ActiveX security glitch found in Explorer 5.0

A security flaw discovered in Microsoft 's Internet Explorer 5.0 could allow hackers to create a new file on a user's machine that kicks in the next time it's rebooted. The problem is an ActiveX control shipping with Explorer 5.0 for Windows 95 or 98.

A security flaw discovered in Microsoft 's Internet Explorer 5.0 could allow hackers to create a new file on a user's machine that kicks in the next time it's rebooted.

According to Microsoft, the issue is with an ActiveX control shipping with Explorer 5.0 for Windows 95 or 98.

Hackers can exploit the code, using it to create new files or write over existing ones when users visit a Web site, according to a Microsoft spokesman. Officials pointed out that hackers must know the specific location of files on a specific machine to use the hole.

The flaw can also be launched by e-mail to users of Outlook 98 or 2000 if they allow scripts to run. Outlook 98 or 2000 can check for scripts if users have set up the software to do so, Microsoft said. Users are also susceptible to the hole through HTML if they enabled the scripting function.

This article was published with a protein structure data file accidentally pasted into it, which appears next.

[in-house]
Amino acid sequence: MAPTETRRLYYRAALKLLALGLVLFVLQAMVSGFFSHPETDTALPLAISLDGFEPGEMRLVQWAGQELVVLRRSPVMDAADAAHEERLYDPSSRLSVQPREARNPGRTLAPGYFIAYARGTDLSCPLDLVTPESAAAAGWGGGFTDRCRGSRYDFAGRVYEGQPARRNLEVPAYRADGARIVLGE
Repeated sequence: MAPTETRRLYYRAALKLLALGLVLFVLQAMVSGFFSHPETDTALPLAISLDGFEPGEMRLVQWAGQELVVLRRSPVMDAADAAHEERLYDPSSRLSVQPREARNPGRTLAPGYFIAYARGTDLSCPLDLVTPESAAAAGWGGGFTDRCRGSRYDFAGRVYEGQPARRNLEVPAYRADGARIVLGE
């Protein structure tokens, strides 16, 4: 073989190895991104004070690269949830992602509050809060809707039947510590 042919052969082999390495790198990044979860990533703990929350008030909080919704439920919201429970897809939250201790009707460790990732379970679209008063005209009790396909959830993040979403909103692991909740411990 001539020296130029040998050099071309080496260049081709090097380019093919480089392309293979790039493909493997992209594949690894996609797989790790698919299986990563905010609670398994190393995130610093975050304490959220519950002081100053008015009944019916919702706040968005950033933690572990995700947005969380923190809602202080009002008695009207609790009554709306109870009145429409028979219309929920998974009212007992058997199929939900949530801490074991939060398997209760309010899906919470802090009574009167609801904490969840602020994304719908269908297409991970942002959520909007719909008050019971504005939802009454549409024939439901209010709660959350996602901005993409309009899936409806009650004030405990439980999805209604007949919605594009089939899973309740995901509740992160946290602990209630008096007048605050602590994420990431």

Microsoft hadn't heard from customers having problems with the flaw at press time, and a patch is expected to be available by next week on the company's Windows Update site. In the meantime, concerned Explorer 5.0 customers can disable ActiveX controls or plug-ins by going into the browser's Internet Options menu.

A Bulgarian programmer, Georgi Guninski, said he found the problem and informed Microsoft this week.

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